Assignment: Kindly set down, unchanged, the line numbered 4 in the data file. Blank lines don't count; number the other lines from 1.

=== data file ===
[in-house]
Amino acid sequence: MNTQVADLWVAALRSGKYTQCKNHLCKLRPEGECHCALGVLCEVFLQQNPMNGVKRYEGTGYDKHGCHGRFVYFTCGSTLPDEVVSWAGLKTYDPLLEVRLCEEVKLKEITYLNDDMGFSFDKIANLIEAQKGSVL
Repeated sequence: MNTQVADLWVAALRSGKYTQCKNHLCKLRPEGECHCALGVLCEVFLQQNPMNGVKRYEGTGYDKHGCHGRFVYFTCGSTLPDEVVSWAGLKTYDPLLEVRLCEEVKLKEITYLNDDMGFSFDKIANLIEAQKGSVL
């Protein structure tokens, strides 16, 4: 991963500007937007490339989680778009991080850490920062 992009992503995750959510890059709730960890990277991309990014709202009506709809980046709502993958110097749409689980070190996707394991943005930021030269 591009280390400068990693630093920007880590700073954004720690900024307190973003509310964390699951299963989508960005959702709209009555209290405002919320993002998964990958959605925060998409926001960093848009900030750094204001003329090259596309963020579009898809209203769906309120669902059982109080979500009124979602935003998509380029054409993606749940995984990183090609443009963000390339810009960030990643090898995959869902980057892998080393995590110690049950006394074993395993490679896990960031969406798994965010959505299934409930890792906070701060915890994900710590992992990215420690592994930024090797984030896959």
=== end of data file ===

């Protein structure tokens, strides 16, 4: 991963500007937007490339989680778009991080850490920062 992009992503995750959510890059709730960890990277991309990014709202009506709809980046709502993958110097749409689980070190996707394991943005930021030269 591009280390400068990693630093920007880590700073954004720690900024307190973003509310964390699951299963989508960005959702709209009555209290405002919320993002998964990958959605925060998409926001960093848009900030750094204001003329090259596309963020579009898809209203769906309120669902059982109080979500009124979602935003998509380029054409993606749940995984990183090609443009963000390339810009960030990643090898995959869902980057892998080393995590110690049950006394074993395993490679896990960031969406798994965010959505299934409930890792906070701060915890994900710590992992990215420690592994930024090797984030896959």